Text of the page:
You need to create a new vlan for VOIP at both sites. The VOIP lan at each site should not be the same vlan, or the same subnet. They ought to be routed between sites. You will need an extra interface on your router that is on the VOIP subnet (this can be a dot1q tagged interface if your router is capable of that). The new VOIP subnets will also need adding to the encryption domains of their respective routers.

I've never used a Linksys wan router but my gut feeling is that it won't be capable of doing QOS. I'm perfectly willing to be corrected there, but as a general rule I've found Linksys to be lacking when it comes to more sophisticated features - probably so they can sell more Cisco badged gear. But I digress.

The fact that your site to site link uses an IPSEC tunnel suggests that they are linked over the internet. With that being the case you will have to apply QOS to your internet traffic, and to your data traffic in order to prioritise VOIP.

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Thanks for the info. It looks like the route will do simple QoS based on the port (e.g., one LAN port can be "high" priority and the others can be "normal"). I think I can connect one "normal" LAN port to a port on the switch used in the Data VLAN and another "high" priority LAN port to a port on the switch used in the VOIP VLAN to prioritize voice traffic. Could be wrong though... –  Sean Oct 5 '11 at 15:52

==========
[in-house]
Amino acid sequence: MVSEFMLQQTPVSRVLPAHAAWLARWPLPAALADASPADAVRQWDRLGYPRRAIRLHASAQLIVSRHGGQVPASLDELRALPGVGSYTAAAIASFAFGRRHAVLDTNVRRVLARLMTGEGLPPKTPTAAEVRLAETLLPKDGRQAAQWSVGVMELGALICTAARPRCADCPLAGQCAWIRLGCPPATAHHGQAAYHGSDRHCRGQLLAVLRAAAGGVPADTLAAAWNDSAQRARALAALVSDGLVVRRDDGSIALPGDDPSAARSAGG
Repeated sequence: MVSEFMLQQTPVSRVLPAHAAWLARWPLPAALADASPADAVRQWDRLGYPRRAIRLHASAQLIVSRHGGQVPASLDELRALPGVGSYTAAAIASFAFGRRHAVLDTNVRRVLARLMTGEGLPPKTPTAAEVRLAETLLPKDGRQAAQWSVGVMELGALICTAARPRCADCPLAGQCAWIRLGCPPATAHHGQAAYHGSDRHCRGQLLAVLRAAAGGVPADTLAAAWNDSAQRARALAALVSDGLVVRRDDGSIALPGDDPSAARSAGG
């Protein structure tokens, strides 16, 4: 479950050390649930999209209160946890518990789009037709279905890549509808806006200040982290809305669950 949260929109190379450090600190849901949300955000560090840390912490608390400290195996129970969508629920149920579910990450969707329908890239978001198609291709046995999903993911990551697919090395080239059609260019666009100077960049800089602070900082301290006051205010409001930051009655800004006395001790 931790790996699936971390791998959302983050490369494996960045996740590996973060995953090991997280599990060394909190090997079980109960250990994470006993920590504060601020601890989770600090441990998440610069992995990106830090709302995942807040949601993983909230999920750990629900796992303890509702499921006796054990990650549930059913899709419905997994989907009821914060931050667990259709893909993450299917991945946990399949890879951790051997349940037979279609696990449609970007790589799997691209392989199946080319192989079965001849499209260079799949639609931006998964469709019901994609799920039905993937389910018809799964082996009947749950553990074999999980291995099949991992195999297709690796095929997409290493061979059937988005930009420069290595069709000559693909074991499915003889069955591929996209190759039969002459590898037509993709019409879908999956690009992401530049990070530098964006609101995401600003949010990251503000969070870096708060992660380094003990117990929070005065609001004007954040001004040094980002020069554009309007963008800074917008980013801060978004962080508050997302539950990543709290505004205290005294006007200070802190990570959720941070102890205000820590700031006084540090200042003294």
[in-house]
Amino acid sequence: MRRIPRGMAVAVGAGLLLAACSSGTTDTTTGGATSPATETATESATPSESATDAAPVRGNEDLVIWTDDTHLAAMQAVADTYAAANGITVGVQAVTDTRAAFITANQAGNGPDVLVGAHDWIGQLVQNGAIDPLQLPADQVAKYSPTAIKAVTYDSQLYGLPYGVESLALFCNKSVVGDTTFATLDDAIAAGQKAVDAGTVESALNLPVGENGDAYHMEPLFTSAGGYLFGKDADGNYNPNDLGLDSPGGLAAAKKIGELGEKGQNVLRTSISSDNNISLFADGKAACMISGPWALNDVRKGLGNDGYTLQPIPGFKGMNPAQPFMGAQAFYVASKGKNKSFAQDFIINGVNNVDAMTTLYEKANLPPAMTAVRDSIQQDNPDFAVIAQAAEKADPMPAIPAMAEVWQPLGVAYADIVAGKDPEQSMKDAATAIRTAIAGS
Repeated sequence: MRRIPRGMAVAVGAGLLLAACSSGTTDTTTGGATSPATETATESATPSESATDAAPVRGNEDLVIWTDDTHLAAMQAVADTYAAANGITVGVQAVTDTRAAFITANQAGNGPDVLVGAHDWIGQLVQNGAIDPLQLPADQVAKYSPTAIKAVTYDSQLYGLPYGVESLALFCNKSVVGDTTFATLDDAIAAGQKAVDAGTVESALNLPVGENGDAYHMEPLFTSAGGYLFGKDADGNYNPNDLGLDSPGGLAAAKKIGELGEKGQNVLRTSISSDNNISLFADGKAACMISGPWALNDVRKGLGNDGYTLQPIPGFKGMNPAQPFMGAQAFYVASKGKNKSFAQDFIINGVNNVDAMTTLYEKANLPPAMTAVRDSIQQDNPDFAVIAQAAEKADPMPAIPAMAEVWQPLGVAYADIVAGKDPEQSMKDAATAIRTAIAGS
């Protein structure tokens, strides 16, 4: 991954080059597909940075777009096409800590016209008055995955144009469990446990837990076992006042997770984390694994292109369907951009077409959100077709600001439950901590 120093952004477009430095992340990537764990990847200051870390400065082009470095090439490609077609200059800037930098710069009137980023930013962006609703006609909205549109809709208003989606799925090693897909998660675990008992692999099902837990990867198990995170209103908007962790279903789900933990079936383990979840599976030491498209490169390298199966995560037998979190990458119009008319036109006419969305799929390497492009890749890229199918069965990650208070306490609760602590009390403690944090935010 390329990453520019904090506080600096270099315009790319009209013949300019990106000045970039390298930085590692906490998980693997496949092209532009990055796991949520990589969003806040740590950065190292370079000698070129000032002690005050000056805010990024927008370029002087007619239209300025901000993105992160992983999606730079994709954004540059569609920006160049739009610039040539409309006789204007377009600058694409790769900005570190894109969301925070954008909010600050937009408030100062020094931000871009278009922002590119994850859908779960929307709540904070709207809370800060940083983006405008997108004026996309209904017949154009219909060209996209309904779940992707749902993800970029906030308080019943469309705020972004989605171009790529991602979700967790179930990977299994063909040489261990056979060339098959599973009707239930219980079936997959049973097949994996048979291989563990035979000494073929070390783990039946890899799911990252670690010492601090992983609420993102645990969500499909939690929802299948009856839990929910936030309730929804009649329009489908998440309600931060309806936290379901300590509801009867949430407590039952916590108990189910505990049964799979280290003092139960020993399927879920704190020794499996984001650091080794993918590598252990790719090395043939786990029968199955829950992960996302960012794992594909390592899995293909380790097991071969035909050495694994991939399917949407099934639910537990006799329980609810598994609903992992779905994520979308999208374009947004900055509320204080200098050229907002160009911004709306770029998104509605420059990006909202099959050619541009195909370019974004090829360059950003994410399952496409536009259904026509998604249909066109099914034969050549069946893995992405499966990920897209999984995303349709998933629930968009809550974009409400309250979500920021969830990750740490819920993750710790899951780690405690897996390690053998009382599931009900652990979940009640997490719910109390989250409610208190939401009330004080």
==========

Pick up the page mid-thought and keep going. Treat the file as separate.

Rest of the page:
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The problem is you are not routing, add a router to the trunk in which all the vlan's you want to be able to communicate with eachother are present. Also add as default gateway your router.

If you want you can manage this with level 3 switches instead of having a seperate router and switch.

(Your VPN needs to be transparent, so if encryption happens at layer 2, this won't have an impact on my solution)

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The VPN is set up through the router/default gateway at each location. Is this what you mean? –  Sean Oct 5 '11 at 15:07
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Remember here that your WAN connections will tend to be expensive and narrow. You want to play defense against sending unnecessary traffic through them.